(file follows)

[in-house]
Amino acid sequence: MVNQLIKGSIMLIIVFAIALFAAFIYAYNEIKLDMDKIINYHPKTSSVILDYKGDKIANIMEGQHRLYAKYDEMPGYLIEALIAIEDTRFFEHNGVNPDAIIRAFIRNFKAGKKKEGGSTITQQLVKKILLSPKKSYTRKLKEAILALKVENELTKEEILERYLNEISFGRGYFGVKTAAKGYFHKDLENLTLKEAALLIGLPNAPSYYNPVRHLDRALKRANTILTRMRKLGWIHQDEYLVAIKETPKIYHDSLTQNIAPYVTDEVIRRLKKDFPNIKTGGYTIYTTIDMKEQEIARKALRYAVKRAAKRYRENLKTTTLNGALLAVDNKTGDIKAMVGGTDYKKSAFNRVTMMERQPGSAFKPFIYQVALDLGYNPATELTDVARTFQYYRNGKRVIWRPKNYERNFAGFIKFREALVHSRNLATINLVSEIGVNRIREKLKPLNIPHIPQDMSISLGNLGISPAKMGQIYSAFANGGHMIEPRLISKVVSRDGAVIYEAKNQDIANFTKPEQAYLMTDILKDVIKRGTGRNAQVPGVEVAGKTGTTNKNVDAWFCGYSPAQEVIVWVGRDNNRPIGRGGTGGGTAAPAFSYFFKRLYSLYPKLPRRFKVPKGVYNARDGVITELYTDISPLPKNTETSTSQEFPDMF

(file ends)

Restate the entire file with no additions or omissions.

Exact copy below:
[in-house]
Amino acid sequence: MVNQLIKGSIMLIIVFAIALFAAFIYAYNEIKLDMDKIINYHPKTSSVILDYKGDKIANIMEGQHRLYAKYDEMPGYLIEALIAIEDTRFFEHNGVNPDAIIRAFIRNFKAGKKKEGGSTITQQLVKKILLSPKKSYTRKLKEAILALKVENELTKEEILERYLNEISFGRGYFGVKTAAKGYFHKDLENLTLKEAALLIGLPNAPSYYNPVRHLDRALKRANTILTRMRKLGWIHQDEYLVAIKETPKIYHDSLTQNIAPYVTDEVIRRLKKDFPNIKTGGYTIYTTIDMKEQEIARKALRYAVKRAAKRYRENLKTTTLNGALLAVDNKTGDIKAMVGGTDYKKSAFNRVTMMERQPGSAFKPFIYQVALDLGYNPATELTDVARTFQYYRNGKRVIWRPKNYERNFAGFIKFREALVHSRNLATINLVSEIGVNRIREKLKPLNIPHIPQDMSISLGNLGISPAKMGQIYSAFANGGHMIEPRLISKVVSRDGAVIYEAKNQDIANFTKPEQAYLMTDILKDVIKRGTGRNAQVPGVEVAGKTGTTNKNVDAWFCGYSPAQEVIVWVGRDNNRPIGRGGTGGGTAAPAFSYFFKRLYSLYPKLPRRFKVPKGVYNARDGVITELYTDISPLPKNTETSTSQEFPDMF